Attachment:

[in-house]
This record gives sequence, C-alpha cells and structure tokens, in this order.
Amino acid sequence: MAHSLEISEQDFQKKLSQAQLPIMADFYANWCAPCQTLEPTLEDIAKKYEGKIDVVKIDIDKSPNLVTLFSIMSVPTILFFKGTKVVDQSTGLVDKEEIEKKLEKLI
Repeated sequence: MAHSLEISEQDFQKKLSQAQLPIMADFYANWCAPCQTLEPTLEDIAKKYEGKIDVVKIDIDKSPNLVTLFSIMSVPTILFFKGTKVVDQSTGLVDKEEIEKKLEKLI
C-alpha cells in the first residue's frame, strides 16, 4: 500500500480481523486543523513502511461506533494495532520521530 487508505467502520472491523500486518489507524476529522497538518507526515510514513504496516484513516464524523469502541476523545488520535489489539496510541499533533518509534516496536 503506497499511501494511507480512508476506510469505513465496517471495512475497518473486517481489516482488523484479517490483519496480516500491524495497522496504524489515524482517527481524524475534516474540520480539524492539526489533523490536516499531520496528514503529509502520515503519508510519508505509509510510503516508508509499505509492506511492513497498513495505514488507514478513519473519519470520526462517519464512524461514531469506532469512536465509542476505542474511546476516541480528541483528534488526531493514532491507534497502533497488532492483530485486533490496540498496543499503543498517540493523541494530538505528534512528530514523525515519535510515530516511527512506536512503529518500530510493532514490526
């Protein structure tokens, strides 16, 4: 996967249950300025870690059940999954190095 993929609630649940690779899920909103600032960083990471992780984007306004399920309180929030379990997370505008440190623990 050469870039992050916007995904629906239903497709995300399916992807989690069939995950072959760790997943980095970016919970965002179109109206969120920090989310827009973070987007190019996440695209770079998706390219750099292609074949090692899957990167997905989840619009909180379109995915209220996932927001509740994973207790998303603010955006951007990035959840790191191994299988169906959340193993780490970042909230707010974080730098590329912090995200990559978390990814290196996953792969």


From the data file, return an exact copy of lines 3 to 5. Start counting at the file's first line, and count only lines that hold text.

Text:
Amino acid sequence: MAHSLEISEQDFQKKLSQAQLPIMADFYANWCAPCQTLEPTLEDIAKKYEGKIDVVKIDIDKSPNLVTLFSIMSVPTILFFKGTKVVDQSTGLVDKEEIEKKLEKLI
Repeated sequence: MAHSLEISEQDFQKKLSQAQLPIMADFYANWCAPCQTLEPTLEDIAKKYEGKIDVVKIDIDKSPNLVTLFSIMSVPTILFFKGTKVVDQSTGLVDKEEIEKKLEKLI
C-alpha cells in the first residue's frame, strides 16, 4: 500500500480481523486543523513502511461506533494495532520521530 487508505467502520472491523500486518489507524476529522497538518507526515510514513504496516484513516464524523469502541476523545488520535489489539496510541499533533518509534516496536 503506497499511501494511507480512508476506510469505513465496517471495512475497518473486517481489516482488523484479517490483519496480516500491524495497522496504524489515524482517527481524524475534516474540520480539524492539526489533523490536516499531520496528514503529509502520515503519508510519508505509509510510503516508508509499505509492506511492513497498513495505514488507514478513519473519519470520526462517519464512524461514531469506532469512536465509542476505542474511546476516541480528541483528534488526531493514532491507534497502533497488532492483530485486533490496540498496543499503543498517540493523541494530538505528534512528530514523525515519535510515530516511527512506536512503529518500530510493532514490526